Imagine, if you will, a hearing being held in California to determine if a certain site is safe for a nuclear reactor. Power company officials and representatives of antinuclear, community, and other groups wait to testify. Since the crucial question is whether or not an earthquake fault under the proposed site could threaten the reactor, both sides - pro and con - have retained geologists.
But wait a minute - how can geologists be on both sides? Either the fault is active, or it isn't, right? Or as the author puts it: ''Isn't there only one set of 'facts,' one reality? Aren't we scientists and engineers specially trained to perceive that one reality? Or are there several realities out there, each differing, depending on our individual - or is it professional? - background or motives, our personal or collective politics?''
To probe these and other questions, Meehan doesn't need to ''imagine'' a scene like the one described above. He has participated in many such hearings through his work as a consultant on earthquakes and land failures to industry and government. He is also an adjunct professor in the Values, Technology, Science, and Society program at Stanford University. His concern with values is a key element in the book.
Meehan is exploring something far more subtle than the pro- and anti-nuclear-power issues. He is probing the nature of honesty and truth in the evaluation of scientific data.
Besides giving the reader the basic background in earthquake faults and how they relate to reactors, he discusses geological problems that were crucial in the hearings regarding actual and proposed nuclear plant sites, including those at Bodega Head and Diablo Canyon. He also describes the roles of engineers, the law, ordinary citizens, and the government. And he offers in some detail a specific case history: the General Electric Nuclear Center in Vallecitos Valley, Calif.
The nation's first licensed Atomic Energy Commission (AEC) test reactor, it had been operating for 20 years and had a flawless safety record. When its license came up for renewal, however, the Nuclear Regulatory Commission - successor to the AEC - told the company to explore further the geology of the base of the hill where the reactor was located. A new geological map had indicated that a fault might be present.
To do this, two 13-foot-deep trenches two miles apart were dug. The first inspection of the trenches didn't reveal anything unusual, but additional examination opened up a controversy: Did the evidence indicate that a landslide had taken place in the past, or did it reveal an active geological fault? The NRC hearings that followed were an effort to discover the truth. Besides the 525 jobs that hung in the balance, the reactor produced half the free world's medical radioisotopes.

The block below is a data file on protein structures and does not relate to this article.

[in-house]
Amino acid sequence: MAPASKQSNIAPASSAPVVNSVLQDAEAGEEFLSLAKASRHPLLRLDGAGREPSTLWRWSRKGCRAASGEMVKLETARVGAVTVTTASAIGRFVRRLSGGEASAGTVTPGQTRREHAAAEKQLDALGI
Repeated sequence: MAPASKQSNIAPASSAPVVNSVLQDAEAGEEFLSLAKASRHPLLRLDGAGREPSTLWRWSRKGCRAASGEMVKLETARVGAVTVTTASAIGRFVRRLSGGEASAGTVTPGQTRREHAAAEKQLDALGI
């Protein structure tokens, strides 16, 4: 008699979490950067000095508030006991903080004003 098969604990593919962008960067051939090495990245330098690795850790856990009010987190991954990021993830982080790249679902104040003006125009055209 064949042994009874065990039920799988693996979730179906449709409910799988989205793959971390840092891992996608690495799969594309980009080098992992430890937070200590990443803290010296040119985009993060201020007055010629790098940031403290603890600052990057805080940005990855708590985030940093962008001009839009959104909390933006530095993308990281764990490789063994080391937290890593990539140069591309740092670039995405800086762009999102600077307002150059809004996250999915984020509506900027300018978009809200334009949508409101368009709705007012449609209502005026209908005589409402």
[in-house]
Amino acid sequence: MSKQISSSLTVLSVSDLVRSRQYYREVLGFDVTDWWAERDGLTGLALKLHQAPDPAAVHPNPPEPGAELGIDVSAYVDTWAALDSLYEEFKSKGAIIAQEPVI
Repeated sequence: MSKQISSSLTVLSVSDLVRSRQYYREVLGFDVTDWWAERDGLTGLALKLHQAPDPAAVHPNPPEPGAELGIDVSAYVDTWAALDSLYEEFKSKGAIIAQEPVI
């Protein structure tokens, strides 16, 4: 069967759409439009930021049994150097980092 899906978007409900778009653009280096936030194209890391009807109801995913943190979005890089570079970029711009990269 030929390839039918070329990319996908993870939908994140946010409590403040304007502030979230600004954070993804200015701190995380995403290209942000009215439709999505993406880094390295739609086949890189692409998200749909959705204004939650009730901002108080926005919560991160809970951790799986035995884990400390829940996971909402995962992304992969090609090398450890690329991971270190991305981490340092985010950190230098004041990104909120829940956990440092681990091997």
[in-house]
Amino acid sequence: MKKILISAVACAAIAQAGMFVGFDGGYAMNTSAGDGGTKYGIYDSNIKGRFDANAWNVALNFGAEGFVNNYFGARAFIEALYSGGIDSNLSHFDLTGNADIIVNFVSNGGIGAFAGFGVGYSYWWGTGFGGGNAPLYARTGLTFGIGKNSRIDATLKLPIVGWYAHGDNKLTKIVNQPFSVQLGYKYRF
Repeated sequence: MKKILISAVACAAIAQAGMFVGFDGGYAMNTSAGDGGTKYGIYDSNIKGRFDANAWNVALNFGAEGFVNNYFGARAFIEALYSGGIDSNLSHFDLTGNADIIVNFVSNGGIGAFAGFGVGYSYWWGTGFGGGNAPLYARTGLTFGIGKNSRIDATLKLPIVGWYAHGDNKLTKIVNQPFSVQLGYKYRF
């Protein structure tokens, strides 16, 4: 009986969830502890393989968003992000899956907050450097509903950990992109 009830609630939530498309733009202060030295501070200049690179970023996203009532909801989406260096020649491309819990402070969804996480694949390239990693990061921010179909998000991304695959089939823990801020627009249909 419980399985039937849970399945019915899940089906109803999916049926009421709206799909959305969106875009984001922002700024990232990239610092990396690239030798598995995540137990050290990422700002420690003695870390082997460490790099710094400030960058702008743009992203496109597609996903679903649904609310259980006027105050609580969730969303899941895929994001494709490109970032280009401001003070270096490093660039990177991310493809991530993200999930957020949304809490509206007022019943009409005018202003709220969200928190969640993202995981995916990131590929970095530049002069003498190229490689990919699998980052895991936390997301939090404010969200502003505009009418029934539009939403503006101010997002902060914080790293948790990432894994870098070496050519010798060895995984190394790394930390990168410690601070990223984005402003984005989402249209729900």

A crucial question that kept coming up was how risk-free should a nuclear reactor be. One hundred percent? Eighty? Fifty? How much loss of life would be tolerable if an earthquake should rupture the reactor containment building? Those on the antinuclear side would probably saythat no risk is acceptable. Many engineerswould prefer to quantify the risk so a formula for evaluating sites could be worked out.
Back in the 1950s, when Congress authorized the civilian development of nuclear power, it didn't include a risk factor in the legislation. After all, the political and military outlook at the time wasn't as conscious of a need for safety standards. Also, the technology was so new that it would have been difficult to set a risk level. Yet this legislative oversight has plagued nuclear reactors ever since.
Meehan observes that in order to operate, the NRC has had to work toward a consensus on the siting of individual plants.
But the psychological and financial cost to those involved in the process has been great. He also points out that we need to understand ''the personal and social benefits of electrical power'' before such standards can be established.
The account of the Vallecitos case is a fascinating picture of democracy in action. But the result of the hearings is bittersweet. After six years of debate and delay, the license was renewed. Unfortunately, by then ''GE had lost its once profitable medical isotope business to the Canadians.''
The final chapter tackles the moral, social, and technical elements of siting nuclear power plants and evaluating geological faults. Among the questions covered are whether faults are important, what role government and ''experts'' should play, what motivates the pro- and the anti-nuclear forces.
Since these questions are being discussed by someone who has ''been there,'' the answers are laced with practical observation while they probe the deeper philosophical and moral issues. If Meehan has an axe to grind, it isn't in evidence. The text seems to be an unusually clear, honest, and open effort to grapple with the questions and to move toward solutions.